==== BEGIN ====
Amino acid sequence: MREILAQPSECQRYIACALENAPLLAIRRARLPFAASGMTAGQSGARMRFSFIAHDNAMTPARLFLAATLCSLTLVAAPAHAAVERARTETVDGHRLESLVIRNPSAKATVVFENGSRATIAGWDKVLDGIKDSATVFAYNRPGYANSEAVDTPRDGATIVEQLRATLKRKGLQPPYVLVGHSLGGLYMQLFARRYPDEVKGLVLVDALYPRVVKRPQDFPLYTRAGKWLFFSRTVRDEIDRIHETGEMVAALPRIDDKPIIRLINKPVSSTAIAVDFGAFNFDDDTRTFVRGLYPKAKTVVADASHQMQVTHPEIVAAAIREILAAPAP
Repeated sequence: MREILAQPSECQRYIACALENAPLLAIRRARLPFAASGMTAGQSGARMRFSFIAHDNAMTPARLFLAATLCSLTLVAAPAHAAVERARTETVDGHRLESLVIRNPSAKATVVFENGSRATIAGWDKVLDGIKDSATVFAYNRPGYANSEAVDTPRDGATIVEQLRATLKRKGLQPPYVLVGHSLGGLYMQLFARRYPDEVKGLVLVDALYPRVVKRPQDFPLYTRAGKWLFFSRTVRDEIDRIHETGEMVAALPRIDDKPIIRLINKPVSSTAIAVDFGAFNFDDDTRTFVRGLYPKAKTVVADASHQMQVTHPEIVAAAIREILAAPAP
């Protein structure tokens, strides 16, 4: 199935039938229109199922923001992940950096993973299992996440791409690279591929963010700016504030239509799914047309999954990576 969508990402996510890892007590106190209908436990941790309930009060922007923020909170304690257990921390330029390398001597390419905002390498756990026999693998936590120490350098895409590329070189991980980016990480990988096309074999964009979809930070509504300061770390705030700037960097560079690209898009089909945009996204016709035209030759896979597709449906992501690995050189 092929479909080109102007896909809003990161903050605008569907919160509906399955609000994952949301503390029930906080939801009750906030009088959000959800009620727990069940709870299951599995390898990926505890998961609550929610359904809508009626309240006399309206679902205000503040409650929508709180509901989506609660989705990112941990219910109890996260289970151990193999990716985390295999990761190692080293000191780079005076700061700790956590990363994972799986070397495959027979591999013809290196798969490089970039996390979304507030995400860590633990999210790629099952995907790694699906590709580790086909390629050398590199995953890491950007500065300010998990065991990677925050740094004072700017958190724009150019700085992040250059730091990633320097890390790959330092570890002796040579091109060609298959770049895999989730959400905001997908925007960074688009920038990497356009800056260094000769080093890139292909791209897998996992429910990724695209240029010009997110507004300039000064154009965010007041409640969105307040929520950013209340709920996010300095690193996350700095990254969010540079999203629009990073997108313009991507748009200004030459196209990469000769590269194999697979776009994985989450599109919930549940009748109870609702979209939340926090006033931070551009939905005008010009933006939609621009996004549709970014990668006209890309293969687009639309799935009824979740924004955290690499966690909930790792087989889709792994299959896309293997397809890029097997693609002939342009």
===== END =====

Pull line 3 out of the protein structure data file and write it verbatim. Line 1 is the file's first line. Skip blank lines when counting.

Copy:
């Protein structure tokens, strides 16, 4: 199935039938229109199922923001992940950096993973299992996440791409690279591929963010700016504030239509799914047309999954990576 969508990402996510890892007590106190209908436990941790309930009060922007923020909170304690257990921390330029390398001597390419905002390498756990026999693998936590120490350098895409590329070189991980980016990480990988096309074999964009979809930070509504300061770390705030700037960097560079690209898009089909945009996204016709035209030759896979597709449906992501690995050189 092929479909080109102007896909809003990161903050605008569907919160509906399955609000994952949301503390029930906080939801009750906030009088959000959800009620727990069940709870299951599995390898990926505890998961609550929610359904809508009626309240006399309206679902205000503040409650929508709180509901989506609660989705990112941990219910109890996260289970151990193999990716985390295999990761190692080293000191780079005076700061700790956590990363994972799986070397495959027979591999013809290196798969490089970039996390979304507030995400860590633990999210790629099952995907790694699906590709580790086909390629050398590199995953890491950007500065300010998990065991990677925050740094004072700017958190724009150019700085992040250059730091990633320097890390790959330092570890002796040579091109060609298959770049895999989730959400905001997908925007960074688009920038990497356009800056260094000769080093890139292909791209897998996992429910990724695209240029010009997110507004300039000064154009965010007041409640969105307040929520950013209340709920996010300095690193996350700095990254969010540079999203629009990073997108313009991507748009200004030459196209990469000769590269194999697979776009994985989450599109919930549940009748109870609702979209939340926090006033931070551009939905005008010009933006939609621009996004549709970014990668006209890309293969687009639309799935009824979740924004955290690499966690909930790792087989889709792994299959896309293997397809890029097997693609002939342009």